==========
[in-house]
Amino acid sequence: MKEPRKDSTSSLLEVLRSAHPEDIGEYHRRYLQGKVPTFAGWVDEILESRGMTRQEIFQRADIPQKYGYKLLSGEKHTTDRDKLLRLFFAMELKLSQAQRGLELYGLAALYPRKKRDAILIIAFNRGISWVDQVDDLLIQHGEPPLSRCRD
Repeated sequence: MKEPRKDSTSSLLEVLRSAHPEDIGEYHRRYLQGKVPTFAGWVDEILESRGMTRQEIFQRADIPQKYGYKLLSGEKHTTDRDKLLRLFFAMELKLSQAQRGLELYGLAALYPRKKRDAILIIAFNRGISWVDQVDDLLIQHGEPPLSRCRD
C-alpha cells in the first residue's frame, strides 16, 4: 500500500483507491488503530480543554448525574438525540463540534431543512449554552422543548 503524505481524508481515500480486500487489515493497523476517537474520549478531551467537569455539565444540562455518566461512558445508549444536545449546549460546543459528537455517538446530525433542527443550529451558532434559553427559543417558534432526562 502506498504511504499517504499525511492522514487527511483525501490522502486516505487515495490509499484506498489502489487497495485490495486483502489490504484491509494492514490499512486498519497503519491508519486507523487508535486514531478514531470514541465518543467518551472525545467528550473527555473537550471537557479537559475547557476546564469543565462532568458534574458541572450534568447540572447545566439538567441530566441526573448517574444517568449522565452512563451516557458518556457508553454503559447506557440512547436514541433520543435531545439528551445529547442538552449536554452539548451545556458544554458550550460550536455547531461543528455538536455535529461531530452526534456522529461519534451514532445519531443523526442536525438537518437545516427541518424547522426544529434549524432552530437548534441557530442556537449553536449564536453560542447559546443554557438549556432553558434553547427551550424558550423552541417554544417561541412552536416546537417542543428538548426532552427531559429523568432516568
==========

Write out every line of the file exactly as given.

[in-house]
Amino acid sequence: MKEPRKDSTSSLLEVLRSAHPEDIGEYHRRYLQGKVPTFAGWVDEILESRGMTRQEIFQRADIPQKYGYKLLSGEKHTTDRDKLLRLFFAMELKLSQAQRGLELYGLAALYPRKKRDAILIIAFNRGISWVDQVDDLLIQHGEPPLSRCRD
Repeated sequence: MKEPRKDSTSSLLEVLRSAHPEDIGEYHRRYLQGKVPTFAGWVDEILESRGMTRQEIFQRADIPQKYGYKLLSGEKHTTDRDKLLRLFFAMELKLSQAQRGLELYGLAALYPRKKRDAILIIAFNRGISWVDQVDDLLIQHGEPPLSRCRD
C-alpha cells in the first residue's frame, strides 16, 4: 500500500483507491488503530480543554448525574438525540463540534431543512449554552422543548 503524505481524508481515500480486500487489515493497523476517537474520549478531551467537569455539565444540562455518566461512558445508549444536545449546549460546543459528537455517538446530525433542527443550529451558532434559553427559543417558534432526562 502506498504511504499517504499525511492522514487527511483525501490522502486516505487515495490509499484506498489502489487497495485490495486483502489490504484491509494492514490499512486498519497503519491508519486507523487508535486514531478514531470514541465518543467518551472525545467528550473527555473537550471537557479537559475547557476546564469543565462532568458534574458541572450534568447540572447545566439538567441530566441526573448517574444517568449522565452512563451516557458518556457508553454503559447506557440512547436514541433520543435531545439528551445529547442538552449536554452539548451545556458544554458550550460550536455547531461543528455538536455535529461531530452526534456522529461519534451514532445519531443523526442536525438537518437545516427541518424547522426544529434549524432552530437548534441557530442556537449553536449564536453560542447559546443554557438549556432553558434553547427551550424558550423552541417554544417561541412552536416546537417542543428538548426532552427531559429523568432516568